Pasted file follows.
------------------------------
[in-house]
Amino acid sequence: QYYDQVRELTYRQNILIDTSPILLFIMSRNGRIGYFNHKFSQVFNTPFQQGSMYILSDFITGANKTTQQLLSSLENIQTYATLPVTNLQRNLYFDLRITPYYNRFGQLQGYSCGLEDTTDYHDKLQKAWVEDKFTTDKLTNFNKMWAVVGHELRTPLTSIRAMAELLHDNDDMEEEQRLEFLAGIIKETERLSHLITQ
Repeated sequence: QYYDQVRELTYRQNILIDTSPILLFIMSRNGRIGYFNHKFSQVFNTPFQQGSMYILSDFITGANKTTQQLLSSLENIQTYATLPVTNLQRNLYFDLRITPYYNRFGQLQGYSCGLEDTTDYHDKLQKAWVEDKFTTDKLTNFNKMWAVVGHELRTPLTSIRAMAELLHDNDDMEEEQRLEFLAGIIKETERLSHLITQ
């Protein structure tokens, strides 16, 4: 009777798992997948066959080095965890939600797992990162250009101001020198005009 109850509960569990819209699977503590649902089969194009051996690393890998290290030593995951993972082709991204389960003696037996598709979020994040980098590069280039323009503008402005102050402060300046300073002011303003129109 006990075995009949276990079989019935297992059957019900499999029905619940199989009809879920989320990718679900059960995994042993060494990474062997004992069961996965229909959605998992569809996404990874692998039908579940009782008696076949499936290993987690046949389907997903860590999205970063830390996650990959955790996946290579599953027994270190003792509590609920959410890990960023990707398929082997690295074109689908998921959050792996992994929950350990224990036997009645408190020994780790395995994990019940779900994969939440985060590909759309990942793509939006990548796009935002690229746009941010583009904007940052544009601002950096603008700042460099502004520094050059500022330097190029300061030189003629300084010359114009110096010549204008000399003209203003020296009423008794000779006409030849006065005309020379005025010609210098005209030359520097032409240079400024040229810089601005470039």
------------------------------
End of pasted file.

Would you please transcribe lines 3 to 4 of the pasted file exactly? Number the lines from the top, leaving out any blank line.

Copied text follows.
Repeated sequence: QYYDQVRELTYRQNILIDTSPILLFIMSRNGRIGYFNHKFSQVFNTPFQQGSMYILSDFITGANKTTQQLLSSLENIQTYATLPVTNLQRNLYFDLRITPYYNRFGQLQGYSCGLEDTTDYHDKLQKAWVEDKFTTDKLTNFNKMWAVVGHELRTPLTSIRAMAELLHDNDDMEEEQRLEFLAGIIKETERLSHLITQ
């Protein structure tokens, strides 16, 4: 009777798992997948066959080095965890939600797992990162250009101001020198005009 109850509960569990819209699977503590649902089969194009051996690393890998290290030593995951993972082709991204389960003696037996598709979020994040980098590069280039323009503008402005102050402060300046300073002011303003129109 006990075995009949276990079989019935297992059957019900499999029905619940199989009809879920989320990718679900059960995994042993060494990474062997004992069961996965229909959605998992569809996404990874692998039908579940009782008696076949499936290993987690046949389907997903860590999205970063830390996650990959955790996946290579599953027994270190003792509590609920959410890990960023990707398929082997690295074109689908998921959050792996992994929950350990224990036997009645408190020994780790395995994990019940779900994969939440985060590909759309990942793509939006990548796009935002690229746009941010583009904007940052544009601002950096603008700042460099502004520094050059500022330097190029300061030189003629300084010359114009110096010549204008000399003209203003020296009423008794000779006409030849006065005309020379005025010609210098005209030359520097032409240079400024040229810089601005470039």